And this overdue attention to water needs sits alongside other major civic investments, such as the Opera House and Plaza refurbishment, bridge strengthening and investing in “central city vibrancy”.
Third World Napier
Here’s a city mainly below sea level, 75% of whose storm and wastewater must be pumped into the Bay or Ahuriri Estuary on a good day. But bring a bad rain and this wastewater comes up through the manholes.
As Napier’s council has found more and more baubles to build, its infrastructure has descended to Third World status.
What else can be said about an urban water system that offers no choice but to flush its raw wastewater into one of the most ecologically important estuaries in the nation?! This is precisely what happened last April – 2.5 million litres of raw wastewater pumped into the Ahuriri Estuary.
Says the manager in charge, “mitigating risks to human health will always take priority over the condition of the estuary environment”.
Is relief in sight? Not anytime soon. One of the problems is that the outfall from Napier’s sewage treatment plant, which dumps ‘treated’ water into the Bay, only works at 80% of capacity. NCC has spent about $650,000, so far unsuccessfully, to fix the outfall, with plans to spend another similar amount.
Ironically, a tradewaste pipeline that also feeds directly into the outfall and would compound its inadequacy is currently out of commission because it’s blocked with fats! So where does that tradewaste go … into the main wastewater network.
The new NCC infrastructure manager, who has inherited a shambles, promises, “At the present time our water specialists are prioritizing urgent upgrades to our drinking water network. Wastewater is on the radar, of course, and we will continue to work towards coming up with a successful long-term solution for our network.”
First up over the next four years will be $16.4 million to upgrade the current water treatment system, build two new treatment plants in Taradale and Awatoto, replace four below-ground bores, make improvements to Napier’s reservoirs, and improve flow to them.
Over the next 30 years, NCC now projects spending $77.4 million on improving its water supply systems, and another $86.8 million on stormwater improvements.
Meantime, here’s a solution: why not a moratorium on new home building consents in Napier until the wastewater system can handle those already flushing.
As regional councillor Rick Barker commented, “We’ve had all these huge capital investments considered which are salutes to the greatness of the current officeholders but do nothing for the treatment of sewage into the estuary when there is a moderate amount of rain. Something needs to change here.”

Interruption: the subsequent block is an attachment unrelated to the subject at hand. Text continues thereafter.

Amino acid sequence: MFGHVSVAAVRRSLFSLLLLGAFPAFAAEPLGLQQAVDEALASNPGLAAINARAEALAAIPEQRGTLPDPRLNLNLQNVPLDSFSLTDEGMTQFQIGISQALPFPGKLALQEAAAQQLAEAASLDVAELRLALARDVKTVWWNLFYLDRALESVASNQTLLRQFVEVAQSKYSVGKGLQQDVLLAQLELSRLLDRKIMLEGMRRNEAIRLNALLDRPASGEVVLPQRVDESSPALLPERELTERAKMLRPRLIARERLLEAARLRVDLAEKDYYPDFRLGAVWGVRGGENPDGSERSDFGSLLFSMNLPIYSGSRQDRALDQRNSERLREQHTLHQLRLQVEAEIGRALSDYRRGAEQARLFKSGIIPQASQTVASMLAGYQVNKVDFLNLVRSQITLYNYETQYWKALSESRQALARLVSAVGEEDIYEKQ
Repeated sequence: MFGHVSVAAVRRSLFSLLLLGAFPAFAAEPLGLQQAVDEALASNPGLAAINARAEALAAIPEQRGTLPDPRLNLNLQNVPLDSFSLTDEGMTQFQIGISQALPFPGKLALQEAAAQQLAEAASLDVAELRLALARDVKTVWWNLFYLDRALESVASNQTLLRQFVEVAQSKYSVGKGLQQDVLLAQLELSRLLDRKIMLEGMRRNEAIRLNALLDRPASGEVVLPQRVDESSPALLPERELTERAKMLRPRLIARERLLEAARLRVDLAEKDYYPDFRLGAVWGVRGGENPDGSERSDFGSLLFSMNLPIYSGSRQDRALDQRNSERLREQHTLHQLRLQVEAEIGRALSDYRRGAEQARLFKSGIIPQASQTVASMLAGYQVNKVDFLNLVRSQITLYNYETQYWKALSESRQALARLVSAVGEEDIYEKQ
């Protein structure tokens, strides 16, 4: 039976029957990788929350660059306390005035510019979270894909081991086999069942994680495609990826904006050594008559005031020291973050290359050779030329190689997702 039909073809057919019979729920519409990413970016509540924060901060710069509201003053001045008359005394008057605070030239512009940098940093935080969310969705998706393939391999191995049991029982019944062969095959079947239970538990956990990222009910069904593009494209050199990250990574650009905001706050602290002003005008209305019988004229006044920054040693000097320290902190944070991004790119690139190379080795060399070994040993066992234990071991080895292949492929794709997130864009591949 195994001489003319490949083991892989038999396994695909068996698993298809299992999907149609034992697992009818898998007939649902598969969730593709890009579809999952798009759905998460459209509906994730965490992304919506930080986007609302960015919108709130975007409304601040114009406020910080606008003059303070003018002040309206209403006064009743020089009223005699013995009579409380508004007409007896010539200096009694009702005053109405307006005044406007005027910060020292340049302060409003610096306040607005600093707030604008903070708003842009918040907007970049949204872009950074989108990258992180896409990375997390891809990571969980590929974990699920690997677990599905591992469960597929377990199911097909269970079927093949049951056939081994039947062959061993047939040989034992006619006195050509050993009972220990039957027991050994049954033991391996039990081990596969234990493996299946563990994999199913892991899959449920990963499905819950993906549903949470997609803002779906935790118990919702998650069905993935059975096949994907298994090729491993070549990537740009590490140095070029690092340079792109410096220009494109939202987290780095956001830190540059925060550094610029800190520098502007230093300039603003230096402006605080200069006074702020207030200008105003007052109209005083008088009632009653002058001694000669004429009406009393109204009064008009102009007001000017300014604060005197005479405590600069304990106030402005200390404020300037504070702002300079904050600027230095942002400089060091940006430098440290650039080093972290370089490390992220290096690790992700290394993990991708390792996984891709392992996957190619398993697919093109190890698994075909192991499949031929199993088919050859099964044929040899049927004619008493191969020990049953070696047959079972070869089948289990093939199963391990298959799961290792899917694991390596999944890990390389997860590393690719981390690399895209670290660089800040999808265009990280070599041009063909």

One prod for change he cheekily suggested … if sewage indeed flooded the streets of Taradale, perhaps politicians would mobilise!
More recently than the April episode, human sewage contaminating mussels, with serious illnesses resulting in August and September. Mystery E.coli in the drinking water. Surprise water restrictions.
So let’s build a $45 million aquarium! At least it’s water related.
The infrastructure the Regional Council deals with is only partly ‘engineering’ and ‘hard structures’ (stopbanks, port); the focus of its stewardship role is aquifers and fresh water, soil, air, biodiversity and the near-shore marine environment.
But just as with the water mains, municipal bores, pumping stations and treatment plants for which our TAs are responsible, our natural infrastructure has been neglected too long as well. There is heaps of catch-up work to be done.
Recognising this, the Regional Council’s LTP proposes a 19% rate increase in its first year, with 6% increases in the two following years. One-fifth of the increase reflects HBRC’s agreement to take over from the TAs the total funding of civil defence for the region (your TAs should be showing a corresponding savings in their rates). The other four-fifths funds a major strengthening of our commitment to the environment.
As HBRC chairman Rex Graham has written, “Many of our rivers, streams, lakes and estuaries are a mess. It’s clear to us that fixing the issues in our environment needs a step-change approach. Our community is impatient for change …”
In fairness, the percentages by themselves are misleading, as they apply to a rather small existing base revenue, as indicated by the following chart. Across the region, the TA rates ‘take’ is 7 to 9 times that of the Regional Council, whose responsibilities are no less demanding.
Council rates comparison